In Economics For Entrepreneurs, we will attempt to bring you some usable tools that represent a way to apply economic principles to your business to help you to greater success. Economists talk about individuals embracing values as a guidepost to the right behavior and the right choices. An example of such a value might be Family Security. An individual who holds this value in high esteem will make certain choices about their career, for example, perhaps emphasizing stability over frequent change. Another individual who prefers an exciting life might make the choice of more change, excited by the possibilities it brings. How can entrepreneurs diagnose and understand these idiosyncratic choices and take cognizance and advantage of them in business? This week we talked with Trini Amador, who is an entrepreneur who advises some of the biggest corporations in the world on these mysteries, and has built a highly successful values-based brand of his own. Here are some highlights.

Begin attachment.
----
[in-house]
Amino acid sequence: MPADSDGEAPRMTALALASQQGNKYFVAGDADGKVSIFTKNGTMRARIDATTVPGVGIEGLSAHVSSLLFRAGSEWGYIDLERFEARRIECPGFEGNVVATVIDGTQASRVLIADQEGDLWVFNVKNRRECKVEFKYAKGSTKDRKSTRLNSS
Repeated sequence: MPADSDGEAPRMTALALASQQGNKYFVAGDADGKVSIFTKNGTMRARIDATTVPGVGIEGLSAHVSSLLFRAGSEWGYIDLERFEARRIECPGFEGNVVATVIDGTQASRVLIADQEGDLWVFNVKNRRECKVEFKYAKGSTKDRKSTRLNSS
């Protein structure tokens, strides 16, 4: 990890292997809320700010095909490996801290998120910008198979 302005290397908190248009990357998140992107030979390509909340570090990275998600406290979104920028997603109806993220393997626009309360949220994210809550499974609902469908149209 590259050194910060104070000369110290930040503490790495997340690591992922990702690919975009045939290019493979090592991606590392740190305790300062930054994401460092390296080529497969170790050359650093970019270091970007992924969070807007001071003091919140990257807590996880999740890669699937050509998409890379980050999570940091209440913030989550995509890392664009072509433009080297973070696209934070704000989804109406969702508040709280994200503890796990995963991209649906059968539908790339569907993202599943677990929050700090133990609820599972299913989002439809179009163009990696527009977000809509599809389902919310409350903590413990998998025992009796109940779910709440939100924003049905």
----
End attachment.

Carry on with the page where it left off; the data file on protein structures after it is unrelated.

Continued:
Show Notes

People adopt values as a guide to their behavior and a signpost for prioritizing their preferences and choices. For example, a sense of achievement might be a value for one individual to pursue, and in as many circumstances as they feel are applicable, they’ll ask themselves, “Will this choice or action bring me a sense of accomplishment?

There are many possible values; individuals tend to be most motivated by their “highest values”. Entrepreneurs who can identify these highest values in their customers, and can develop an understanding of how to appeal to them, can be especially successful in designing value propositions and service offerings.